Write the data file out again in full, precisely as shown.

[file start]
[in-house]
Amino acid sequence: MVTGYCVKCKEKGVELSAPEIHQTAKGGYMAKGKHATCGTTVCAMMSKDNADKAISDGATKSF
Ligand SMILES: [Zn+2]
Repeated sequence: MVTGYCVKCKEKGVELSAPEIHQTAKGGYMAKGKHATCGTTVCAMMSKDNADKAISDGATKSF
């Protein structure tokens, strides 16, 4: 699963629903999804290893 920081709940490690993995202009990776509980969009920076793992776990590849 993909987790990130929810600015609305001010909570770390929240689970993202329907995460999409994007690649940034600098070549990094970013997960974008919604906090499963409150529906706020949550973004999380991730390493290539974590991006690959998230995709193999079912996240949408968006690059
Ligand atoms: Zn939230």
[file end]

[in-house]
Amino acid sequence: MVTGYCVKCKEKGVELSAPEIHQTAKGGYMAKGKHATCGTTVCAMMSKDNADKAISDGATKSF
Ligand SMILES: [Zn+2]
Repeated sequence: MVTGYCVKCKEKGVELSAPEIHQTAKGGYMAKGKHATCGTTVCAMMSKDNADKAISDGATKSF
């Protein structure tokens, strides 16, 4: 699963629903999804290893 920081709940490690993995202009990776509980969009920076793992776990590849 993909987790990130929810600015609305001010909570770390929240689970993202329907995460999409994007690649940034600098070549990094970013997960974008919604906090499963409150529906706020949550973004999380991730390493290539974590991006690959998230995709193999079912996240949408968006690059
Ligand atoms: Zn939230």